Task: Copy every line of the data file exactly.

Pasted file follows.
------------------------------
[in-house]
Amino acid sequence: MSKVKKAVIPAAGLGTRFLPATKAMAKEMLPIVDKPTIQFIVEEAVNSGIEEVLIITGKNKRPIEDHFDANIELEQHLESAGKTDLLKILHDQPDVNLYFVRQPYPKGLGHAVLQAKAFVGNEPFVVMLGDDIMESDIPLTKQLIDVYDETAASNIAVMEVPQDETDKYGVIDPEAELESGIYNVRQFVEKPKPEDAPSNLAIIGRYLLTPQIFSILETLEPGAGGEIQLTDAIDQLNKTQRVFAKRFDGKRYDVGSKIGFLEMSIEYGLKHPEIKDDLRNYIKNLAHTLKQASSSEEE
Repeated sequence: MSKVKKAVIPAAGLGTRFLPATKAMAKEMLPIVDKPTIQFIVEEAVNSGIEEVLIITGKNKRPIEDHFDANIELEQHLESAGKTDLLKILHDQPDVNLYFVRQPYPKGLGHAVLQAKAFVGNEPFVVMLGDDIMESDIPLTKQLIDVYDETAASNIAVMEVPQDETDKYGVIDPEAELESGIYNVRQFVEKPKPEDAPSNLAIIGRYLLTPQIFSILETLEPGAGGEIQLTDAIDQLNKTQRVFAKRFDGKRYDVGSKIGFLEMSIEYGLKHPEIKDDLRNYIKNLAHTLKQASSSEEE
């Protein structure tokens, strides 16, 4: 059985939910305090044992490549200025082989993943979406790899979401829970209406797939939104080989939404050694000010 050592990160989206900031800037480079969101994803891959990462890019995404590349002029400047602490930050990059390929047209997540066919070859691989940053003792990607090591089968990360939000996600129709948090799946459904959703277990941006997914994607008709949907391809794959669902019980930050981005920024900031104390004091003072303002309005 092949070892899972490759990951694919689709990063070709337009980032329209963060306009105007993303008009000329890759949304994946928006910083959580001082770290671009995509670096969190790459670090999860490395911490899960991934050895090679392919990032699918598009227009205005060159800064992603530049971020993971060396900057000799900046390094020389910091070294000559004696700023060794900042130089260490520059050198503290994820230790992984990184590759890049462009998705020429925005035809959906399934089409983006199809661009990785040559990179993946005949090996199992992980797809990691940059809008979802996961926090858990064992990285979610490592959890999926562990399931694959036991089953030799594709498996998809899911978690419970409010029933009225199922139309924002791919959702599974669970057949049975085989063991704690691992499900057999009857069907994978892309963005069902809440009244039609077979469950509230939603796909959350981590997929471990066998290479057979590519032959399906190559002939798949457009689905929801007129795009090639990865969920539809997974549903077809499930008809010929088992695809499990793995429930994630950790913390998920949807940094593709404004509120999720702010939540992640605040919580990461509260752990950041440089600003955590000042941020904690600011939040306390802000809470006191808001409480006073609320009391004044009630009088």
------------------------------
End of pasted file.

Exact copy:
[in-house]
Amino acid sequence: MSKVKKAVIPAAGLGTRFLPATKAMAKEMLPIVDKPTIQFIVEEAVNSGIEEVLIITGKNKRPIEDHFDANIELEQHLESAGKTDLLKILHDQPDVNLYFVRQPYPKGLGHAVLQAKAFVGNEPFVVMLGDDIMESDIPLTKQLIDVYDETAASNIAVMEVPQDETDKYGVIDPEAELESGIYNVRQFVEKPKPEDAPSNLAIIGRYLLTPQIFSILETLEPGAGGEIQLTDAIDQLNKTQRVFAKRFDGKRYDVGSKIGFLEMSIEYGLKHPEIKDDLRNYIKNLAHTLKQASSSEEE
Repeated sequence: MSKVKKAVIPAAGLGTRFLPATKAMAKEMLPIVDKPTIQFIVEEAVNSGIEEVLIITGKNKRPIEDHFDANIELEQHLESAGKTDLLKILHDQPDVNLYFVRQPYPKGLGHAVLQAKAFVGNEPFVVMLGDDIMESDIPLTKQLIDVYDETAASNIAVMEVPQDETDKYGVIDPEAELESGIYNVRQFVEKPKPEDAPSNLAIIGRYLLTPQIFSILETLEPGAGGEIQLTDAIDQLNKTQRVFAKRFDGKRYDVGSKIGFLEMSIEYGLKHPEIKDDLRNYIKNLAHTLKQASSSEEE
């Protein structure tokens, strides 16, 4: 059985939910305090044992490549200025082989993943979406790899979401829970209406797939939104080989939404050694000010 050592990160989206900031800037480079969101994803891959990462890019995404590349002029400047602490930050990059390929047209997540066919070859691989940053003792990607090591089968990360939000996600129709948090799946459904959703277990941006997914994607008709949907391809794959669902019980930050981005920024900031104390004091003072303002309005 092949070892899972490759990951694919689709990063070709337009980032329209963060306009105007993303008009000329890759949304994946928006910083959580001082770290671009995509670096969190790459670090999860490395911490899960991934050895090679392919990032699918598009227009205005060159800064992603530049971020993971060396900057000799900046390094020389910091070294000559004696700023060794900042130089260490520059050198503290994820230790992984990184590759890049462009998705020429925005035809959906399934089409983006199809661009990785040559990179993946005949090996199992992980797809990691940059809008979802996961926090858990064992990285979610490592959890999926562990399931694959036991089953030799594709498996998809899911978690419970409010029933009225199922139309924002791919959702599974669970057949049975085989063991704690691992499900057999009857069907994978892309963005069902809440009244039609077979469950509230939603796909959350981590997929471990066998290479057979590519032959399906190559002939798949457009689905929801007129795009090639990865969920539809997974549903077809499930008809010929088992695809499990793995429930994630950790913390998920949807940094593709404004509120999720702010939540992640605040919580990461509260752990950041440089600003955590000042941020904690600011939040306390802000809470006191808001409480006073609320009391004044009630009088």